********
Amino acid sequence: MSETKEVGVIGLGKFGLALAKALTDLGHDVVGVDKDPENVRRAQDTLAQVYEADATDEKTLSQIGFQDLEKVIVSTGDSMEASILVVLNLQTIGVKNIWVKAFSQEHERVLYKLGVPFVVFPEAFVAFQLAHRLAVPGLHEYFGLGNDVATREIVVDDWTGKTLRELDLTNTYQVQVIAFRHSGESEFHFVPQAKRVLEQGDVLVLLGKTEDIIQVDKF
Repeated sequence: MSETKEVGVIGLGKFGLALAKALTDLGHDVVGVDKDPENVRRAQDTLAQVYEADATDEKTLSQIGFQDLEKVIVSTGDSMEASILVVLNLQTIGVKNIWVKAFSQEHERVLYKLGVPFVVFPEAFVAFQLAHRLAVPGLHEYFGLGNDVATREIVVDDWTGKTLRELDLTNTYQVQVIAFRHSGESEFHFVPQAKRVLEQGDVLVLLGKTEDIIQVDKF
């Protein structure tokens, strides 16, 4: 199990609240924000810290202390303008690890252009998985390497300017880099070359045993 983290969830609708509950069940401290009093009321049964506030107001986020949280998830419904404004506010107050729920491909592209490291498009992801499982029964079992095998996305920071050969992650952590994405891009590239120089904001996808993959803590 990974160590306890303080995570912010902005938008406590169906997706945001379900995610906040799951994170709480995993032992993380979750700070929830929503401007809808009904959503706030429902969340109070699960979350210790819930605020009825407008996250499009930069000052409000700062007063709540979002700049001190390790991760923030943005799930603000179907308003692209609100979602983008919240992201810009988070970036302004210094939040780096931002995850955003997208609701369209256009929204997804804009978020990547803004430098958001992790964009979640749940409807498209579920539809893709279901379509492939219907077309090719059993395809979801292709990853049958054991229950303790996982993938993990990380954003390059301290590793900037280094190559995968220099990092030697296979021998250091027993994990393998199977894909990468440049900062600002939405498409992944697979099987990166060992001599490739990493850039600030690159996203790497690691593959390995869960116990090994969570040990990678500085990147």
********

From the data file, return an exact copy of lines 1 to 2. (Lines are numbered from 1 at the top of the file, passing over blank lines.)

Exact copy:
Amino acid sequence: MSETKEVGVIGLGKFGLALAKALTDLGHDVVGVDKDPENVRRAQDTLAQVYEADATDEKTLSQIGFQDLEKVIVSTGDSMEASILVVLNLQTIGVKNIWVKAFSQEHERVLYKLGVPFVVFPEAFVAFQLAHRLAVPGLHEYFGLGNDVATREIVVDDWTGKTLRELDLTNTYQVQVIAFRHSGESEFHFVPQAKRVLEQGDVLVLLGKTEDIIQVDKF
Repeated sequence: MSETKEVGVIGLGKFGLALAKALTDLGHDVVGVDKDPENVRRAQDTLAQVYEADATDEKTLSQIGFQDLEKVIVSTGDSMEASILVVLNLQTIGVKNIWVKAFSQEHERVLYKLGVPFVVFPEAFVAFQLAHRLAVPGLHEYFGLGNDVATREIVVDDWTGKTLRELDLTNTYQVQVIAFRHSGESEFHFVPQAKRVLEQGDVLVLLGKTEDIIQVDKF